“You can put it around doors you know you won’t be using or those windows you know you won’t be opening but are leaking,” Nutter said. “It’s a great solution.”
There are other weatherstripping products that work, too, or rubber sweeps that block air from coming in under doors that can be quick fixes until a door or window can be replaced.
Lust said simply updating the glass in a foggy window can make an improvement without having the whole frame replaced, while some doors have a threshold that’s adjustable by moving around some screws.
Assess the insulation in the house
Insulation in the attic is a top thing to look at, Nutter said.
“Most often heat rises,” he said. “You lose a lot of heat going up through the attic and the roof … Attic insulation is very, very important”
The insulation should look light and airy, he continued, uniformly covered and not squished down. If you walk over it, fluff it back up.
Insulation should cover the ceiling joists, Cohen added.
Insulation in the walls can be tougher to discern whether it’s properly installed or in good shape without the help of a professional, Lust said. However, there is one surefire way to tell.
“If one room is really cold versus another, then you might have an insulation problem,” Lust said.
Newer homes, Nutter advised, shouldn’t have many problems with insulation; however, houses built in the 1960s or earlier could.
“Insulation was not as important then,” he said. “Utility costs were much lower in the ‘40s, ‘50s and ‘60s. Plus, they didn’t have some of the materials we do now. Some of it is pretty amazing.”
Install a programmable or smart thermometer
Nutter said this tip generally pays for itself in a year in cost savings.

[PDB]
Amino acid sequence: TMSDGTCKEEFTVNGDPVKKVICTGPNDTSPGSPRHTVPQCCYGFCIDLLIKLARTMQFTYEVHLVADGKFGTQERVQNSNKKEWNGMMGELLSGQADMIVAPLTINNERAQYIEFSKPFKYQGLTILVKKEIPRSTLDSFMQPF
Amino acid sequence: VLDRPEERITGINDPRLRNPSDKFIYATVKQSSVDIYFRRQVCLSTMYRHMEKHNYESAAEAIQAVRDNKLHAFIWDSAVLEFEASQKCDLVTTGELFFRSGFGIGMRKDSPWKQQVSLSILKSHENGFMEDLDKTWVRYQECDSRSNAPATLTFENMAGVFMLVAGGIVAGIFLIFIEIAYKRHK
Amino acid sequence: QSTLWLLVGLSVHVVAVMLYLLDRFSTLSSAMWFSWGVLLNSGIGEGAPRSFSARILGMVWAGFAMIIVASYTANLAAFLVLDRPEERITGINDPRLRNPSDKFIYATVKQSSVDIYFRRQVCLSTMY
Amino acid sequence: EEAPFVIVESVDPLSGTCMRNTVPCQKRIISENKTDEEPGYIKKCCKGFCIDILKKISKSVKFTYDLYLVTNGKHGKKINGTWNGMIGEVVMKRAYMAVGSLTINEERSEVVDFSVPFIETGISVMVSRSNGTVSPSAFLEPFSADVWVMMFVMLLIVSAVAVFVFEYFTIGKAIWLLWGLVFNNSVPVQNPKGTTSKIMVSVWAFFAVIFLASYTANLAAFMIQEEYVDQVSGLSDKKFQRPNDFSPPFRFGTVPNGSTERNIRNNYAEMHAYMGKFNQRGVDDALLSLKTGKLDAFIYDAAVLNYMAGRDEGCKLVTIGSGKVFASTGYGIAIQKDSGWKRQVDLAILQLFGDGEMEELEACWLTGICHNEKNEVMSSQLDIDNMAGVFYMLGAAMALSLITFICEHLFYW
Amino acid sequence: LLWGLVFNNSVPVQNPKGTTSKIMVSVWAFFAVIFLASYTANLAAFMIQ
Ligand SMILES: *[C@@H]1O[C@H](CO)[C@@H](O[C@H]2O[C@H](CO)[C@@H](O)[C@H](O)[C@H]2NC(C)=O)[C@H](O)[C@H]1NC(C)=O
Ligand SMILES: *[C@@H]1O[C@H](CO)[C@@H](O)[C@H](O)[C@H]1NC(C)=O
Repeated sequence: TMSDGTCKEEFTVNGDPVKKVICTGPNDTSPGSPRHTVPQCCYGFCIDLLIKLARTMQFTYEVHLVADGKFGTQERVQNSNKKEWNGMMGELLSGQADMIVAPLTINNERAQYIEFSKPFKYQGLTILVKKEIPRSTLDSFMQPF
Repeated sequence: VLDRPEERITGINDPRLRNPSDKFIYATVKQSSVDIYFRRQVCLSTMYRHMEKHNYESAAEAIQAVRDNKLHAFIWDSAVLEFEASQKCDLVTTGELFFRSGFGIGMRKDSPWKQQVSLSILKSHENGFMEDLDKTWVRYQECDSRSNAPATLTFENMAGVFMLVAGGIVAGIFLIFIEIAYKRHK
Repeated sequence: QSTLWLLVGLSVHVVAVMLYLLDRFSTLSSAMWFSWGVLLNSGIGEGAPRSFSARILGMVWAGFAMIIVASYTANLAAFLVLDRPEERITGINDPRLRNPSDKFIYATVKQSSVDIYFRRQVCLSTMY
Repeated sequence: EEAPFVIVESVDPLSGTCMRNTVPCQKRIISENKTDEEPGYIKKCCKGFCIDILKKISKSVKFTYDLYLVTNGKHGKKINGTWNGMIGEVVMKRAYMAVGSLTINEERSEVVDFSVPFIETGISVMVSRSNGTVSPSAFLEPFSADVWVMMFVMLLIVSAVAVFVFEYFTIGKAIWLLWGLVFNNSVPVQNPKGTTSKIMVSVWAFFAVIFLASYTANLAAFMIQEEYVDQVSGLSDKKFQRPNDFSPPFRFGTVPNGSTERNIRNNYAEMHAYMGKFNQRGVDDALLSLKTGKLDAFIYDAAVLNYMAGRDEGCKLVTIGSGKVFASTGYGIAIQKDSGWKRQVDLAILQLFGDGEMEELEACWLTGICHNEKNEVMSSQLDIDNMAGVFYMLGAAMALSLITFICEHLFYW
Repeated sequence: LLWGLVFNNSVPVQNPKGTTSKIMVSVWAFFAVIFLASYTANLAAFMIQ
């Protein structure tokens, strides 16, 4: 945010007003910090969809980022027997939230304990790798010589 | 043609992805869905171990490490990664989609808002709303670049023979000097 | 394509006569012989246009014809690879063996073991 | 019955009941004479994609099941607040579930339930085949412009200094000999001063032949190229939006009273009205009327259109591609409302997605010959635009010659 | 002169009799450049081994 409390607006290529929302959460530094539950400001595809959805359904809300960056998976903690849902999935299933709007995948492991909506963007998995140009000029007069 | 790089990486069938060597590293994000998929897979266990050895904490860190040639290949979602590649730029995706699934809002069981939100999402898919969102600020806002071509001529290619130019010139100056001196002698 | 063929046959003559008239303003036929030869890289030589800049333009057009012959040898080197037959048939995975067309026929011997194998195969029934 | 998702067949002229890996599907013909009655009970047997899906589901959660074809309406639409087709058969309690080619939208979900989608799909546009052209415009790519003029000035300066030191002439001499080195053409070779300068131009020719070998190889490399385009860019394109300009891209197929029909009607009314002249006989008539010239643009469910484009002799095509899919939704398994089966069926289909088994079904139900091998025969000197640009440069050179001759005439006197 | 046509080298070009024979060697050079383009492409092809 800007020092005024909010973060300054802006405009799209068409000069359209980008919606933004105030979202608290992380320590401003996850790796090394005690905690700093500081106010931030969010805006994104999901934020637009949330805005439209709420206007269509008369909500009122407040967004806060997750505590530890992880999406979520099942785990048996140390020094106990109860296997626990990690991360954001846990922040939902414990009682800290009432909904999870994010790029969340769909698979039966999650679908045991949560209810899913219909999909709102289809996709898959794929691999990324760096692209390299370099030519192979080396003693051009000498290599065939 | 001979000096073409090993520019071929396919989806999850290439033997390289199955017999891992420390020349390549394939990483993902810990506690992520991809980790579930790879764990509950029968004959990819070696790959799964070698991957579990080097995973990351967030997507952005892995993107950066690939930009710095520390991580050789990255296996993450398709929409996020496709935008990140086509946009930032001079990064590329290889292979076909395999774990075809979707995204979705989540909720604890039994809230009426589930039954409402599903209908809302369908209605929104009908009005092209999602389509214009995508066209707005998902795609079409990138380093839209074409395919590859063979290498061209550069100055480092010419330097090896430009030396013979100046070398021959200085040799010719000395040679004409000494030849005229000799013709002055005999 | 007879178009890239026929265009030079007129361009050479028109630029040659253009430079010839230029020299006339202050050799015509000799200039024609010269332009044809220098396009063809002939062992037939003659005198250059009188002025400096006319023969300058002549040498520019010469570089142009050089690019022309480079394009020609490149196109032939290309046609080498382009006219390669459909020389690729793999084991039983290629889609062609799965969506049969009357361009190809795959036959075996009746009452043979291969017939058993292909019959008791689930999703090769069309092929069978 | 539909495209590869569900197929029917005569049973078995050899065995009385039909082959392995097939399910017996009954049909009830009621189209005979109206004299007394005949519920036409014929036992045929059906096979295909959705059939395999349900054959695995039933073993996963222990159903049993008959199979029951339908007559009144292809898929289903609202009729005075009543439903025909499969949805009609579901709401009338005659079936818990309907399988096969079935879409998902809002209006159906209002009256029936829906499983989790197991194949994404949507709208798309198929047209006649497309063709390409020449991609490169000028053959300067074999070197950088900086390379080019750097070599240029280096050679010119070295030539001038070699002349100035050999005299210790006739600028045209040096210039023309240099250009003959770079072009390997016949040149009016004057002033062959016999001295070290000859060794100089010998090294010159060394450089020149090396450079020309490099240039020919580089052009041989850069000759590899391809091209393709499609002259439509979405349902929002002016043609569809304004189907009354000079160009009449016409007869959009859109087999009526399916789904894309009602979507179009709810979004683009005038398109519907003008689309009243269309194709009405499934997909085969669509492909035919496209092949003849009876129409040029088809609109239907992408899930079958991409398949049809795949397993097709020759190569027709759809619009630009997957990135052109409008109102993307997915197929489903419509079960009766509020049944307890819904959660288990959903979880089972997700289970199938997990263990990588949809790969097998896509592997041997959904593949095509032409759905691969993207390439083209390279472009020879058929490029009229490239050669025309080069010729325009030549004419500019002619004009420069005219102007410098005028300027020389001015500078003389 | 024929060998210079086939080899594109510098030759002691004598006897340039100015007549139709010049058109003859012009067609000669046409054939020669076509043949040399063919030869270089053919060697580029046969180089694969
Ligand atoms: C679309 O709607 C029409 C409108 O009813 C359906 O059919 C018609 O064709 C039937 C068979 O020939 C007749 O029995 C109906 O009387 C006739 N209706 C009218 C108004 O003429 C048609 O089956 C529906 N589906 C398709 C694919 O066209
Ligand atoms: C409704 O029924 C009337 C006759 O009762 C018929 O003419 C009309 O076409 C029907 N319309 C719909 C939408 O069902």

Products such as Google Nest turn the heat down when the residents aren’t there or are sleeping and turn it back up when residents wake up or arrive home.
Some utility companies will even offer rebates to customers who add these to their homes.
Columbia Gas offers a $75 rebate on these for all customers and for those who do a home-energy audit through the gas company, a programmable thermostat can be installed free of charge.
Have a professional do a home-energy audit
For $50, Columbia Gas will evaluate all these various aspects of a home, including using infrared tools to look for insulation problems, said Sarah Poe, manager of energy efficiency at the company.
They’ll install things such as a programmable thermostat and energy-efficient showerheads as well as provide a list of recommended tasks. (People can get rebates as they complete those.)
Columbia Gas also offers a no-cost weatherization program for low-income customers.
Poe said that while there is a bit of a waiting list for the audit program (January right now), the service can be a huge benefit, especially for those in homes older than 40 years.
“If you do have higher-than-average gas prices or your heating load is increasing, you might want to check it out,” Poe said. “We want to improve the comfort of your home while reducing your energy usage and energy bill.”